Katy Perry is getting candid on a variety of topics.
Dressed in a floral dress with sheer black tights, the 33-year-old singer covers the August issue of Vogue Australia. In her accompanying interview with the magazine, she opens up about love, mental health and returning to her religious roots.
Perry (real name: Katheryn Hudson) grew up in Santa Barbara, California, the daughter of Pentecostal pastors Keith and Mary Hudson. She tells the outlet that her mother hasn't always been the biggest fan of her music over the years, specifically calling out her first hit, 2008's "I Kissed a Girl."
"My mom has prayed for me my entire life, hoping I'd come back to God," Perry admits. "I never left Him, I was just a little bit secular. I was more materialistic and more career-driven."
She adds that ever since she's entered her 30s, she's become "more about spirituality and heart wholeness."
Back in April, Perry met Pope Francis in Rome, Italy, during the Vatican's "United to Cure" international conference, which she attended with her mother and boyfriend, Orlando Bloom. She says she's now a "big fan" of the pope, for many reasons.
"It's a combination of compassion, humility, sternness and refusal. He is rebel -- a rebel for Jesus," she explains. "He is bringing the Church back to humility and connecting with people. He's very humble and not frivolous."
During another part of the interview, Perry admits that 2017 was a difficult year for her, as she had "bouts of situational depression" following the release of her fifth studio album, Witness, which received mixed reviews from fans and music critics.
"My heart was broken last year because, unknowingly, I put so much validity in the reaction of the public, and the public didn’t react in the way I had expected to," she confesses. "Which broke my heart."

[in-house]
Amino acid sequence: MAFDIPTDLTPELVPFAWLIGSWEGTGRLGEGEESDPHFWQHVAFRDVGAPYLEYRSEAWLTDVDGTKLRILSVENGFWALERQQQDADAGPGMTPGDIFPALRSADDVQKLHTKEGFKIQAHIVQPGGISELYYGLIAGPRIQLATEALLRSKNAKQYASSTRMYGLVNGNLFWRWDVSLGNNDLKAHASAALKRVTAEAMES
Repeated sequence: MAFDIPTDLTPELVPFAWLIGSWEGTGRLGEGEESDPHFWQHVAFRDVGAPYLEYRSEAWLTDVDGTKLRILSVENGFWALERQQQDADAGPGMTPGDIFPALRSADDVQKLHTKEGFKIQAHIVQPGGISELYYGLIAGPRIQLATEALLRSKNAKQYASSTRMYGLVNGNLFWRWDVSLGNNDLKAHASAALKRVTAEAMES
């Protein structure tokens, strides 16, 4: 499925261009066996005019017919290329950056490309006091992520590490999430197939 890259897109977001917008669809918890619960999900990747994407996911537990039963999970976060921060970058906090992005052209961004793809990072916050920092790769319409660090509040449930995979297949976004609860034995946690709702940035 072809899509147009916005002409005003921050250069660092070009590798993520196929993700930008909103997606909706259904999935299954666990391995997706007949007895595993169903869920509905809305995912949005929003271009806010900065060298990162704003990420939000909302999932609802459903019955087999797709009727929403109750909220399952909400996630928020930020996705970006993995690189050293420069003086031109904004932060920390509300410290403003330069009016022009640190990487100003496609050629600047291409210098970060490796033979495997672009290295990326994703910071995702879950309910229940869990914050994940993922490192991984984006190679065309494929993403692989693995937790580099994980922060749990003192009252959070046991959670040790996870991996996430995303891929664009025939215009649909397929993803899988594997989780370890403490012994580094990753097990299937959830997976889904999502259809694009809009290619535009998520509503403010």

She also reveals to the outlet that she attended a week-long, personal growth retreat at the Hoffman Institute in California last January, which gave her "a new foundation."
"For years, my friends would go and come back completely rejuvenated, and I wanted to go, too," she says. "I was ready to let go of anything that was holding me back from being my ultimate self."
"Music is my first love and I think it was the universe saying, 'OK, you speak all of this language about self-love and authenticity, but we are going to put you through another test and take away any kind of validating 'blankie,'" she continues. "Then we'll see how much you do truly love yourself.' That brokenness, plus me opening up to a greater, higher power and reconnecting with divinity, gave me a wholeness I never had."
She says she now recommends the program to other friends she feels may be struggling.
"I recommend it to everyone, my good friends and other artists who are looking for a breakthrough," she adds. "There are a lot of people who are self-medicating through validation in audiences, through substances, through continually running away from their realities -- denial, withdrawal. I did that for a long, long time too. ... The biggest lie that we've ever been sold is that we as artists have to stay in pain to create."
As for her relationship with Bloom? Perry tells the outlet things are going good -- but she never wants her romance to be the center of attention.
"It's extremely misogynistic," she says. "Of course, I love my relationship, but that is one part of me, and I don’t want any part of what I do to be diminished."
Perry told ET in April that she was "spoken for" and was recently spotted with Bloom during a date night in London last week.
"[They are] doing really well and enjoy their time together when they can get it," a source told ET in June.
"Katy wants to make sure they are seeing each other as much as possible despite both having busy careers, so she meets with Orlando wherever he is working and she expects the same from him. They have an understanding now of each other and what will make this work," an additional source said. "They are happier than they've ever been and feel in time they will be ready to be more public about their love for one another and can plan for a future."